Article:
|Good cheer in new year|
|Wednesday, 04 January 2012 00:00|
PMI gives good news, but remains below trend
Given the plethora of good news—highest PMI since June and smart December automobile sales—it’s not surprising the Sensex closed 421 points up. HSBC’s manufacturing PMI came in at 54.2 over November’s 51 and October’s 52, though it remained below the long-term average of the past few years—even in April, PMI was 58. So though the data suggests the rebound in manufacturing activity will not be very strong, it certainly suggests it is not all doom and gloom, a point reiterated by the core sector data that came out just before the end of 2011. It is true there is no one-on-one correlation between PMI and IIP, but given the sharp volatility in IIP, and the data errors, focusing on PMI is probably a better bet. Between January and February 2011 when PMI rose, IIP fell; between March and April, when PMI rose marginally, IIP collapsed. Similarly, when PMI rose between September and October, IIP collapsed from a growth of 1.9% to negative 5.1%. The directional relationship between GDP and PMI, however, appears stronger, suggesting it is better to focus on trends rather than month-to-month fluctuations, but it makes sense to wait and see other data—the sharp fall in exports growth and the consistently lower credit growth each month suggests PMI may not be presenting the full picture.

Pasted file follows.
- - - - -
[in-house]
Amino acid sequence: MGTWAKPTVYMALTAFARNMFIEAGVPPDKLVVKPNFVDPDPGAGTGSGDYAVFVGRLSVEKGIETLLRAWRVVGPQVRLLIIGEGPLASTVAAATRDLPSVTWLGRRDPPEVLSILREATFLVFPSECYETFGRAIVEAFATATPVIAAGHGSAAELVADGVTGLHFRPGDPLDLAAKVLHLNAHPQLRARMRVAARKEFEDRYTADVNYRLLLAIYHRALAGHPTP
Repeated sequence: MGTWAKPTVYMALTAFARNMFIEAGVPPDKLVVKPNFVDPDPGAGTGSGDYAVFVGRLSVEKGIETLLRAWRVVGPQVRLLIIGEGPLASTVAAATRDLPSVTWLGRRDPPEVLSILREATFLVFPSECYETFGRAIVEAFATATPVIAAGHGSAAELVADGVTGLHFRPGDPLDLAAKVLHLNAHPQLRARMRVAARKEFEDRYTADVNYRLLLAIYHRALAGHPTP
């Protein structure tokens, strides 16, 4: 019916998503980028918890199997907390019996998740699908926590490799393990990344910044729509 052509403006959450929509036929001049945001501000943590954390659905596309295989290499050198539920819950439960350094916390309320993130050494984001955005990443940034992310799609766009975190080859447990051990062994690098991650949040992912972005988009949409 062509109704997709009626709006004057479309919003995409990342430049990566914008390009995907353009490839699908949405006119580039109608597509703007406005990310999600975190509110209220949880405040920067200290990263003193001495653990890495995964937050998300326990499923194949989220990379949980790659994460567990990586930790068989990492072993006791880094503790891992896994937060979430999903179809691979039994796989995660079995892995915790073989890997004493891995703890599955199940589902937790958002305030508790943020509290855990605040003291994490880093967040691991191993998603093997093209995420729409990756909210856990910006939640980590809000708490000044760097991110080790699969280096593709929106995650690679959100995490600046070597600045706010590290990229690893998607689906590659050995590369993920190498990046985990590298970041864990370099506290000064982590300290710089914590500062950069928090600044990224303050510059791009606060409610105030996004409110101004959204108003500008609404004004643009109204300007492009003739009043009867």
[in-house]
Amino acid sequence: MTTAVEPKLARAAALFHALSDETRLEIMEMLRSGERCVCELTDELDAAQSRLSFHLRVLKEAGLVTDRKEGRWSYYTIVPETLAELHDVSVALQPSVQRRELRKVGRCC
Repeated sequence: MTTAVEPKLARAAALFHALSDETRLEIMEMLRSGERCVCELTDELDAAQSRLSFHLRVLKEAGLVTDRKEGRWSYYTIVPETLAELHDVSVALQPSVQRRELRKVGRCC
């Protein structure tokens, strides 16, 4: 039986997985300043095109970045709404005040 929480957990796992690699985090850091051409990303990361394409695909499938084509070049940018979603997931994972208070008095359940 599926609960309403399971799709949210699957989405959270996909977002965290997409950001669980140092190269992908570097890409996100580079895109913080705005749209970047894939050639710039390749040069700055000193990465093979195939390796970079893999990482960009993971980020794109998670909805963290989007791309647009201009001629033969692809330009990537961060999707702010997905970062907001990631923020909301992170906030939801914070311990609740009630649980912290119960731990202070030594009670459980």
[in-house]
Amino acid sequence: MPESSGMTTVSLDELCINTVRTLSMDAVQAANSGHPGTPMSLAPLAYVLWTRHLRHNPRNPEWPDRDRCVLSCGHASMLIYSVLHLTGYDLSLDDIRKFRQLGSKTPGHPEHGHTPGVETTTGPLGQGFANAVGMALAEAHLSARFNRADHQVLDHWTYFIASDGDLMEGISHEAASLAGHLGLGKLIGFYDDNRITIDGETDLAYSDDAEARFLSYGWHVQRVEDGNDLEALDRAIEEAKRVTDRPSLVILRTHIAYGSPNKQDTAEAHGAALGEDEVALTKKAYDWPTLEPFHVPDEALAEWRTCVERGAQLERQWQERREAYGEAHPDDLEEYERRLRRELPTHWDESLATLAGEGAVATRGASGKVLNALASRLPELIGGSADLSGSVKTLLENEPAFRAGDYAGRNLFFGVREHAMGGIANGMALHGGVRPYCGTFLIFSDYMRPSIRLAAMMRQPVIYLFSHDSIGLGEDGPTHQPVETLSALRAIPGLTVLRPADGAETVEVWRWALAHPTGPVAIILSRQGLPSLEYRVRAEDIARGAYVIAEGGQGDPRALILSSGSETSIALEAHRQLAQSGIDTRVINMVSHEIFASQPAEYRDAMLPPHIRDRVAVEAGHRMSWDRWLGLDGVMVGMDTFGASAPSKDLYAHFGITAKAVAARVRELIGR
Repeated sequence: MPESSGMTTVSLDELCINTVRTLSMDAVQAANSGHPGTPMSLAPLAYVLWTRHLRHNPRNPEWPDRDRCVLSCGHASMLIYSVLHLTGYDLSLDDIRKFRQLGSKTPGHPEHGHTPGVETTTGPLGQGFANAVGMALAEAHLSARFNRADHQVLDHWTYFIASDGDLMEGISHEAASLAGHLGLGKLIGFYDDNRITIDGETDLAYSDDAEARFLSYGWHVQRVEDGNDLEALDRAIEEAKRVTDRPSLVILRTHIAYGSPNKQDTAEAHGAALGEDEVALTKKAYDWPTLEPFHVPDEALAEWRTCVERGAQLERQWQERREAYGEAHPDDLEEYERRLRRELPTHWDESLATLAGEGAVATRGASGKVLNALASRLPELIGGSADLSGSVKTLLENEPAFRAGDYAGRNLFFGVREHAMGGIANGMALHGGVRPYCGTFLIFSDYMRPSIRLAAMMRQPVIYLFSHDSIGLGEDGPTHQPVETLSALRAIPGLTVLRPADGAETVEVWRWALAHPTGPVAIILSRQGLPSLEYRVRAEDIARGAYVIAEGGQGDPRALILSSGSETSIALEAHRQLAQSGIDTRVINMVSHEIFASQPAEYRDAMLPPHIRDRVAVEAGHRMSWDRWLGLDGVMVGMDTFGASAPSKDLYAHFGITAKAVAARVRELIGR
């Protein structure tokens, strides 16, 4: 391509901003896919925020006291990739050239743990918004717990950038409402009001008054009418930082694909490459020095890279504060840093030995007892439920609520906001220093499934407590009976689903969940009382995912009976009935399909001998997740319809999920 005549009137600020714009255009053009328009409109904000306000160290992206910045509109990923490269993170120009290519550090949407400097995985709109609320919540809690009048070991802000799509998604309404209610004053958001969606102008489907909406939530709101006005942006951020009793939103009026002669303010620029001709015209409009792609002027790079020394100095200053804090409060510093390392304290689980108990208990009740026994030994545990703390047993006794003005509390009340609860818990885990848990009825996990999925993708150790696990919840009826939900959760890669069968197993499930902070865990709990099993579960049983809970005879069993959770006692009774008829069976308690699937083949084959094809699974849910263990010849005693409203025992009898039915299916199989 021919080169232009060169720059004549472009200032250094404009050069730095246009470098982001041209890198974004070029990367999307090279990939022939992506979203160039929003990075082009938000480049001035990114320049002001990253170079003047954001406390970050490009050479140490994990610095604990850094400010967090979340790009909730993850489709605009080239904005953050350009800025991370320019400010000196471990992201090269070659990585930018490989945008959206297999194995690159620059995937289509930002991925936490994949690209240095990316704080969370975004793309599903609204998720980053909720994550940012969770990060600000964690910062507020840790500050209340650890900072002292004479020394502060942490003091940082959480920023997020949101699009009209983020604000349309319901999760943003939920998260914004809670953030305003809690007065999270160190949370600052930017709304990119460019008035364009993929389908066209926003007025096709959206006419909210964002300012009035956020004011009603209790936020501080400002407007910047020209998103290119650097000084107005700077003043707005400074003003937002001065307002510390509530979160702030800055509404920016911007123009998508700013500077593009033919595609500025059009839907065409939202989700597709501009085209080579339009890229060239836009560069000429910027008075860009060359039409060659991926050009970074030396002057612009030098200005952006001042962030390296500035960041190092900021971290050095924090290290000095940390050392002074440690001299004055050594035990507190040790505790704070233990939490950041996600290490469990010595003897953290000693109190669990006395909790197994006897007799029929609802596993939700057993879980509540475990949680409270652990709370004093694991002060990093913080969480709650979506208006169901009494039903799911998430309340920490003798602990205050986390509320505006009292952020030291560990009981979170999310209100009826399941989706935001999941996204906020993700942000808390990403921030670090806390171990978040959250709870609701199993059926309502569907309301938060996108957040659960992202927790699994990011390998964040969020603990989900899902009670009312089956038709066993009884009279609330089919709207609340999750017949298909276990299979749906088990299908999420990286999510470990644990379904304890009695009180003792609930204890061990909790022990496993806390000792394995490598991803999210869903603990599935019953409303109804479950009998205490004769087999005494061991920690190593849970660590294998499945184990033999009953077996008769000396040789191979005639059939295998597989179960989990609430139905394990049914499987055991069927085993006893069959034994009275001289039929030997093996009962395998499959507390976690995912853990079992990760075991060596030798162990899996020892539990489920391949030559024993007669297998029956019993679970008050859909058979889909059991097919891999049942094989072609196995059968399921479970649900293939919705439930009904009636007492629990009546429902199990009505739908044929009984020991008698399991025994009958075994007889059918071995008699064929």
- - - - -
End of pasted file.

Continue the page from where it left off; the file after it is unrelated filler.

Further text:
What may turn things around, and probably moved the markets more, was the interview given by RBI Governor Duvvuri Subbarao where he said that if inflation was the main concern in 2001, it would be growth in 2012. “I think the balance between growth and inflation will shift in 2012,” he told BBC, while adding that it was “difficult to say when that would take place, and it what shape it would roll out,” A continued fall in the rupee, more so given the fact that European banks need to liquidate a large part of their $148 billion India investments (see European crisis comes home on Reflect page) in order to meet their capitalisation needs, could put more pressure on inflation and get RBI to wait a bit. The fact that the government’s borrowing targets seem to be rising could also make RBI want to pause. The overall collapse in sentiment, especially given the government’s inability to get legislation through and the need to show growth, however, could tip things in favour of a rate cut on January 24. Watch this space.